Subscribe Free
in Air Transport / ATM & Regulatory

Aviation Africa: The challenges facing Open Skies

Posted 11 May 2015 · Add Comment

No Open Sky agreements have been signed between African countries, but several have been signed between African countries and other regions. The consequence has been a limitation on the growth of Africa's airlines, efficiency reductions and higher costs, leading to a negative impact on economic development.

Juan Carlos SalazarOn this basis a panel discussed delays to the implementation of the Yamoussoukro Declaration and the challenges facing regulators in the growing market.

The Yamoussoukro Declaration (YD), signed in 1999 called for the liberalization of African skies for African airlines, and aimed to establish a single African air transport market by avoiding market restrictions imposed by bilateral air service agreements.
 
The panel, moderated by Victoria Moores, bureau chief, ATW – “Air Transport World” and “African Aerospace”, comprised Dr Mohammed Rahma, undersecretary international and Internal Affairs, Ministry of Civil Aviation, Egypt; Juan Carlos Salazar, air transport advisor, GCAA, UAE (pictured); Hennie Marais, Executive ATM, ATNS-Air Traffic and Navigation Services, South Africa; and Abdulai Alhassan, Director General, Ghana Civil Aviation Authority.
 
So will we see YD implemented widely by 2017?
 
Abdulai Alhassan said that the intention is to implement standards across many countries in Africa. “We are appealing to all countries to adopt these and sign up to the agreement,” he said.
 
Dr Mohammed Rahma said: “We recently had a meeting about open skies and very few attended. If more states had been there we would have been better placed to move forward.
 
“Many countries want to sign, but their heads of states have not been briefed and they are afraid to sign. We know that a lot of states wish to join and there is an imminent need for more open air traffic.
 
“This would inevitably result in more air traffic in Africa, which must be a good thing.”
 
Victoria Moores said that showing governments the economic benefits to be gained with an open skies agreement can make a big difference.
 
Juan Carlos Salazar said that all African nations are welcome to come to the UAE to learn about how Dubai's liberalisation contributed to its economy.
 
“This has been very much a contribution to Dubai's financial success story,” Salazar said.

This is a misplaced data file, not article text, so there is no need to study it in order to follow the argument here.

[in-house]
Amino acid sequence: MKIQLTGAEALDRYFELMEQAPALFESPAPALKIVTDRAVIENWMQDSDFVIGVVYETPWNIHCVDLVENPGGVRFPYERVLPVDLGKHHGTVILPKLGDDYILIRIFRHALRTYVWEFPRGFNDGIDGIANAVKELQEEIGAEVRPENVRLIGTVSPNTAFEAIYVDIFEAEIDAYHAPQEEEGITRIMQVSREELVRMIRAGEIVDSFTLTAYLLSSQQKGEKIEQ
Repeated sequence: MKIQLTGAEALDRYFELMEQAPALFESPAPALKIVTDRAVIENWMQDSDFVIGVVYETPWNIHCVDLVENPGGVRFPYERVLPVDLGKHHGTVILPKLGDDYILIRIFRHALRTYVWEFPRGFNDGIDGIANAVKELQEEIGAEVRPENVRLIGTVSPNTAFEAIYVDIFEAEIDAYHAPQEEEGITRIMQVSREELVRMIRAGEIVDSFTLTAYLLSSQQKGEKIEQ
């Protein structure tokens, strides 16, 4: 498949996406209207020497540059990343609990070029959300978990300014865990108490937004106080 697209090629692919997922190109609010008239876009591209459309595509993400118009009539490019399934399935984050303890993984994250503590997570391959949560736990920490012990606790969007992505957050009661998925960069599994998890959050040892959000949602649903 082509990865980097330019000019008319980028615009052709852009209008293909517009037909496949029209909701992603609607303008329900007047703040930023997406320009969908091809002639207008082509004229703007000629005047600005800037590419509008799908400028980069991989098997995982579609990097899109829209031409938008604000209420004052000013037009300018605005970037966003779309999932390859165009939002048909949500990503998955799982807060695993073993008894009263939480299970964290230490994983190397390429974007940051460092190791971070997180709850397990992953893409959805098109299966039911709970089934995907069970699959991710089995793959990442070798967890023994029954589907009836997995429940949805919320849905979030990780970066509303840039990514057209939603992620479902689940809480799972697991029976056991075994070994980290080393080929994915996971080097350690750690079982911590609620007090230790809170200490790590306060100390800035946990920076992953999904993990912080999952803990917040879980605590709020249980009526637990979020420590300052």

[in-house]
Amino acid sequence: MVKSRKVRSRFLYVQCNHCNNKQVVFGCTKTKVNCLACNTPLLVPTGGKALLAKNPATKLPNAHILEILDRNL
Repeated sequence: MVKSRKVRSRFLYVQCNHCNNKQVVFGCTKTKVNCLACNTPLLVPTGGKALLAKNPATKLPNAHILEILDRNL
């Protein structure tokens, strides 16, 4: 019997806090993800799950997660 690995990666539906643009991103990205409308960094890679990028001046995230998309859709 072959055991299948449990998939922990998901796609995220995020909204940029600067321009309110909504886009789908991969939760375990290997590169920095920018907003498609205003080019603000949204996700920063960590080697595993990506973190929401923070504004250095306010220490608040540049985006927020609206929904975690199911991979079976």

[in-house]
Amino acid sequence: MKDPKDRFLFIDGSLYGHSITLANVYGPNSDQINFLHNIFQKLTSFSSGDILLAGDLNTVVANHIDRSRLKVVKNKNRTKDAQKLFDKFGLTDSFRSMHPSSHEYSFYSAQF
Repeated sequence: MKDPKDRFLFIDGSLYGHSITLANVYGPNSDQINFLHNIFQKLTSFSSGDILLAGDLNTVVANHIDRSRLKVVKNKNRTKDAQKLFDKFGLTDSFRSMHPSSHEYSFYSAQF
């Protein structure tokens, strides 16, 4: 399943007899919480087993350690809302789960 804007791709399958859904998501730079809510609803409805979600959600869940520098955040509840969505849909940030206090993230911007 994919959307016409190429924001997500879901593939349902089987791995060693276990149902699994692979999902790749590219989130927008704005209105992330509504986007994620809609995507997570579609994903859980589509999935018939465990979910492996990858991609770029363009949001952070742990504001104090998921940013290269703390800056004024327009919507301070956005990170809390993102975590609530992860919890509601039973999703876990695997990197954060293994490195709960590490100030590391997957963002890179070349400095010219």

* required field

Post a comment

Other Stories
Advertisement
Latest News

How technology is making aviation safer

Kevin Riordan, head of airports & checkpoint solutions at Smiths Detection, talks about the various technologies that will dominate airport security over the next decade and the impact they are likely to have on the overall customer

Oman Air CEO comments on impact of Boeing 737 MAXs grounding of the airline

Abdulaziz Al Raisi, chief executive officer of Oman Air, has said that the grounding of the 737 MAXs has had a major financial impact on Oman Air.

Etihad Airways celebrates 15 years of service to Germany

The airline launched daily flights between Abu Dhabi and Munich in June 2004. Munich and the Swiss city of Geneva both received their first Etihad flights in that month, making them the first two destinations served by the airline in

Emirates introduces its First-Class cabin in Durban

Emirates has introduced its First-Class cabin in Durban, in conjunction with the airline’s seasonal frequency increase of four additional flights a week, bringing the airline’s award-winning, luxury travel experience to the

Oman Air cabin crew in brand new style uniform

Oman Air cabin crew will step out in their brand new Oman Air uniforms this week.

Etihad Airways introduces new Boeing 787-10 Dreamliner on Rome route

Etihad Airways has introduced its newest aircraft type, the Boeing 787-10 Dreamliner, on daily services to Rome.

Luxivair SK2404240719
See us at
ACCA19_BT_2404091019DIAC19_BT264161119